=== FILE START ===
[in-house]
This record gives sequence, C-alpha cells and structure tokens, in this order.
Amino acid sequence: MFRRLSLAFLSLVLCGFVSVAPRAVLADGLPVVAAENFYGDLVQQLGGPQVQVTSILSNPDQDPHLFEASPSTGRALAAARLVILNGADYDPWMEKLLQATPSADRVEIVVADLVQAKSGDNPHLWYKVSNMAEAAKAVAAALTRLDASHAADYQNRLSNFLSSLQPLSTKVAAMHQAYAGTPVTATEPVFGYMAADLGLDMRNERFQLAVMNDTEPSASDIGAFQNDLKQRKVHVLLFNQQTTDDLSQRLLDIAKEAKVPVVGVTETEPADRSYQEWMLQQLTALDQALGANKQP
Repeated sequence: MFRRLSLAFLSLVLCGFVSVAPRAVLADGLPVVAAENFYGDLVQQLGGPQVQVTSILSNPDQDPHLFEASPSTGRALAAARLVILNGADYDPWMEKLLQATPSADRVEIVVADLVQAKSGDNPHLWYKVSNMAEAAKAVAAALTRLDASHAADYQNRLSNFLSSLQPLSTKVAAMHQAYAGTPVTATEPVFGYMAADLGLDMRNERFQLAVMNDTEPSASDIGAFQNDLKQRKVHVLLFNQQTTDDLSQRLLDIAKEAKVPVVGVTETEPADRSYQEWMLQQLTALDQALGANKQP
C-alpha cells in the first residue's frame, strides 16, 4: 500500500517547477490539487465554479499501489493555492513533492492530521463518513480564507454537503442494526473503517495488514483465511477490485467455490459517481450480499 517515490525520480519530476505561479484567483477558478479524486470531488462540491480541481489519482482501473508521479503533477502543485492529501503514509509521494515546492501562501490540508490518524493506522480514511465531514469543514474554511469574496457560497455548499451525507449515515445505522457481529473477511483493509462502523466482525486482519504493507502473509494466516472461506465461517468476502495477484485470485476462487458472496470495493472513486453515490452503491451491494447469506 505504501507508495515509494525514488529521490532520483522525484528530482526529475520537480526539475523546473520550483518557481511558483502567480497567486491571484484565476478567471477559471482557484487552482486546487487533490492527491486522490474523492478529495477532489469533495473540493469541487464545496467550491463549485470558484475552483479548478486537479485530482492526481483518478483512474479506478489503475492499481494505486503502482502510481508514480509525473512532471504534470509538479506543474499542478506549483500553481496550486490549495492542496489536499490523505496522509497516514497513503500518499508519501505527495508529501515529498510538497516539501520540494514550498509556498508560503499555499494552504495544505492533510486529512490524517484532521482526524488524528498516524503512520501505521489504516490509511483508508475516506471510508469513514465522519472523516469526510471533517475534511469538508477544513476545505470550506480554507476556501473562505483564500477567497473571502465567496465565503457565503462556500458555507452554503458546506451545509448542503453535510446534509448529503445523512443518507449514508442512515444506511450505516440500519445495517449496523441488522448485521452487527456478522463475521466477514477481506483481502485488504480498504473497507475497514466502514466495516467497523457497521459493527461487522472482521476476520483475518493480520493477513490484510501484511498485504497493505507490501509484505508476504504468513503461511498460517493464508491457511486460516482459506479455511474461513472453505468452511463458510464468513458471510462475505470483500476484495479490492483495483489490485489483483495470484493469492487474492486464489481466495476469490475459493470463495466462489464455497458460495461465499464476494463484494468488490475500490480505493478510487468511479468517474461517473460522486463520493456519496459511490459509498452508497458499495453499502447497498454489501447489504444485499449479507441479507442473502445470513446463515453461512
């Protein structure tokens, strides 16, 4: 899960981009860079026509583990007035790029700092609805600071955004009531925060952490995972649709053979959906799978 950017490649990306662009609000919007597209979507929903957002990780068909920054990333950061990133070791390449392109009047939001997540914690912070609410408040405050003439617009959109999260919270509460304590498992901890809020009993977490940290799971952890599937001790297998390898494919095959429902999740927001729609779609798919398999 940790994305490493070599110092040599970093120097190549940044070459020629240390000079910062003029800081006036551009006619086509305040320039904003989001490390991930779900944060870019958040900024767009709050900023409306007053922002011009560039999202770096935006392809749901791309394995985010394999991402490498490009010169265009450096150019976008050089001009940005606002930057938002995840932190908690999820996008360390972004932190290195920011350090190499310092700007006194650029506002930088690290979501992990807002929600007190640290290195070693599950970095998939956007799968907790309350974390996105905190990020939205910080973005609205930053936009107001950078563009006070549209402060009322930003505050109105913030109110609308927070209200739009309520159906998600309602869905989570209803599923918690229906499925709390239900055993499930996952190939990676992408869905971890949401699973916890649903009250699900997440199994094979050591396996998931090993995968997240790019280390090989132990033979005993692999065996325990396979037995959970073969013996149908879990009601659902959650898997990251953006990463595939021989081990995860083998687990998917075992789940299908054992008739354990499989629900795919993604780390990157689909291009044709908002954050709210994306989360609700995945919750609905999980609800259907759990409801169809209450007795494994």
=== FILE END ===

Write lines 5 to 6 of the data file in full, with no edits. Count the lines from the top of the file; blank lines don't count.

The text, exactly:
C-alpha cells in the first residue's frame, strides 16, 4: 500500500517547477490539487465554479499501489493555492513533492492530521463518513480564507454537503442494526473503517495488514483465511477490485467455490459517481450480499 517515490525520480519530476505561479484567483477558478479524486470531488462540491480541481489519482482501473508521479503533477502543485492529501503514509509521494515546492501562501490540508490518524493506522480514511465531514469543514474554511469574496457560497455548499451525507449515515445505522457481529473477511483493509462502523466482525486482519504493507502473509494466516472461506465461517468476502495477484485470485476462487458472496470495493472513486453515490452503491451491494447469506 505504501507508495515509494525514488529521490532520483522525484528530482526529475520537480526539475523546473520550483518557481511558483502567480497567486491571484484565476478567471477559471482557484487552482486546487487533490492527491486522490474523492478529495477532489469533495473540493469541487464545496467550491463549485470558484475552483479548478486537479485530482492526481483518478483512474479506478489503475492499481494505486503502482502510481508514480509525473512532471504534470509538479506543474499542478506549483500553481496550486490549495492542496489536499490523505496522509497516514497513503500518499508519501505527495508529501515529498510538497516539501520540494514550498509556498508560503499555499494552504495544505492533510486529512490524517484532521482526524488524528498516524503512520501505521489504516490509511483508508475516506471510508469513514465522519472523516469526510471533517475534511469538508477544513476545505470550506480554507476556501473562505483564500477567497473571502465567496465565503457565503462556500458555507452554503458546506451545509448542503453535510446534509448529503445523512443518507449514508442512515444506511450505516440500519445495517449496523441488522448485521452487527456478522463475521466477514477481506483481502485488504480498504473497507475497514466502514466495516467497523457497521459493527461487522472482521476476520483475518493480520493477513490484510501484511498485504497493505507490501509484505508476504504468513503461511498460517493464508491457511486460516482459506479455511474461513472453505468452511463458510464468513458471510462475505470483500476484495479490492483495483489490485489483483495470484493469492487474492486464489481466495476469490475459493470463495466462489464455497458460495461465499464476494463484494468488490475500490480505493478510487468511479468517474461517473460522486463520493456519496459511490459509498452508497458499495453499502447497498454489501447489504444485499449479507441479507442473502445470513446463515453461512
């Protein structure tokens, strides 16, 4: 899960981009860079026509583990007035790029700092609805600071955004009531925060952490995972649709053979959906799978 950017490649990306662009609000919007597209979507929903957002990780068909920054990333950061990133070791390449392109009047939001997540914690912070609410408040405050003439617009959109999260919270509460304590498992901890809020009993977490940290799971952890599937001790297998390898494919095959429902999740927001729609779609798919398999 940790994305490493070599110092040599970093120097190549940044070459020629240390000079910062003029800081006036551009006619086509305040320039904003989001490390991930779900944060870019958040900024767009709050900023409306007053922002011009560039999202770096935006392809749901791309394995985010394999991402490498490009010169265009450096150019976008050089001009940005606002930057938002995840932190908690999820996008360390972004932190290195920011350090190499310092700007006194650029506002930088690290979501992990807002929600007190640290290195070693599950970095998939956007799968907790309350974390996105905190990020939205910080973005609205930053936009107001950078563009006070549209402060009322930003505050109105913030109110609308927070209200739009309520159906998600309602869905989570209803599923918690229906499925709390239900055993499930996952190939990676992408869905971890949401699973916890649903009250699900997440199994094979050591396996998931090993995968997240790019280390090989132990033979005993692999065996325990396979037995959970073969013996149908879990009601659902959650898997990251953006990463595939021989081990995860083998687990998917075992789940299908054992008739354990499989629900795919993604780390990157689909291009044709908002954050709210994306989360609700995945919750609905999980609800259907759990409801169809209450007795494994």